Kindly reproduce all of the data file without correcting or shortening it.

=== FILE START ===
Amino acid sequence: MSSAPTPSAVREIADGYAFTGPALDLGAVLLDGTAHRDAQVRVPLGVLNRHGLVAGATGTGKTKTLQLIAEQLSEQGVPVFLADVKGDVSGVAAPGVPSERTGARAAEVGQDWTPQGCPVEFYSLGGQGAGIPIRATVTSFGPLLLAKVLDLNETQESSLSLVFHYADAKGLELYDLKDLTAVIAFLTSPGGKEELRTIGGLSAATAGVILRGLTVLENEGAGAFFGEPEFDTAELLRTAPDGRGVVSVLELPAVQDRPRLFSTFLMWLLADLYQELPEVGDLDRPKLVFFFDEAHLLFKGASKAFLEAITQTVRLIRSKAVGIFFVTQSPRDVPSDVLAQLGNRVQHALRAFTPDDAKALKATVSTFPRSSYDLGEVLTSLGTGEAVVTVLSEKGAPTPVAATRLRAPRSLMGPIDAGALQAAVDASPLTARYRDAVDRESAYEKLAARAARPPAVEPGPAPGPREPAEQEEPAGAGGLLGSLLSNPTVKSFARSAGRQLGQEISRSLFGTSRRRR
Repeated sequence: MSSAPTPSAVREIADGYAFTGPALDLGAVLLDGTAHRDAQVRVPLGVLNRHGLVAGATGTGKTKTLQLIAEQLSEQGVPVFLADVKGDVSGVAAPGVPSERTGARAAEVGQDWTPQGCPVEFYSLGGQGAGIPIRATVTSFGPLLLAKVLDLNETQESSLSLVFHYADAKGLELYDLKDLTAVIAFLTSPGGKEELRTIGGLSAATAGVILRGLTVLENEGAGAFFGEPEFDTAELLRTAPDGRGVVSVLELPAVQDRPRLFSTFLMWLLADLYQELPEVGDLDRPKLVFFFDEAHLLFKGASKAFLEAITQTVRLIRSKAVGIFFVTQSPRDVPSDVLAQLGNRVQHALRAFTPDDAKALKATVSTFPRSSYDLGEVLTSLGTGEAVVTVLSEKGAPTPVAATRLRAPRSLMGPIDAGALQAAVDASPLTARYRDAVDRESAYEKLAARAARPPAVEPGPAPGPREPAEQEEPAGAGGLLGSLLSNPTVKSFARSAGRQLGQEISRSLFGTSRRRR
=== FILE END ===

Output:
Amino acid sequence: MSSAPTPSAVREIADGYAFTGPALDLGAVLLDGTAHRDAQVRVPLGVLNRHGLVAGATGTGKTKTLQLIAEQLSEQGVPVFLADVKGDVSGVAAPGVPSERTGARAAEVGQDWTPQGCPVEFYSLGGQGAGIPIRATVTSFGPLLLAKVLDLNETQESSLSLVFHYADAKGLELYDLKDLTAVIAFLTSPGGKEELRTIGGLSAATAGVILRGLTVLENEGAGAFFGEPEFDTAELLRTAPDGRGVVSVLELPAVQDRPRLFSTFLMWLLADLYQELPEVGDLDRPKLVFFFDEAHLLFKGASKAFLEAITQTVRLIRSKAVGIFFVTQSPRDVPSDVLAQLGNRVQHALRAFTPDDAKALKATVSTFPRSSYDLGEVLTSLGTGEAVVTVLSEKGAPTPVAATRLRAPRSLMGPIDAGALQAAVDASPLTARYRDAVDRESAYEKLAARAARPPAVEPGPAPGPREPAEQEEPAGAGGLLGSLLSNPTVKSFARSAGRQLGQEISRSLFGTSRRRR
Repeated sequence: MSSAPTPSAVREIADGYAFTGPALDLGAVLLDGTAHRDAQVRVPLGVLNRHGLVAGATGTGKTKTLQLIAEQLSEQGVPVFLADVKGDVSGVAAPGVPSERTGARAAEVGQDWTPQGCPVEFYSLGGQGAGIPIRATVTSFGPLLLAKVLDLNETQESSLSLVFHYADAKGLELYDLKDLTAVIAFLTSPGGKEELRTIGGLSAATAGVILRGLTVLENEGAGAFFGEPEFDTAELLRTAPDGRGVVSVLELPAVQDRPRLFSTFLMWLLADLYQELPEVGDLDRPKLVFFFDEAHLLFKGASKAFLEAITQTVRLIRSKAVGIFFVTQSPRDVPSDVLAQLGNRVQHALRAFTPDDAKALKATVSTFPRSSYDLGEVLTSLGTGEAVVTVLSEKGAPTPVAATRLRAPRSLMGPIDAGALQAAVDASPLTARYRDAVDRESAYEKLAARAARPPAVEPGPAPGPREPAEQEEPAGAGGLLGSLLSNPTVKSFARSAGRQLGQEISRSLFGTSRRRR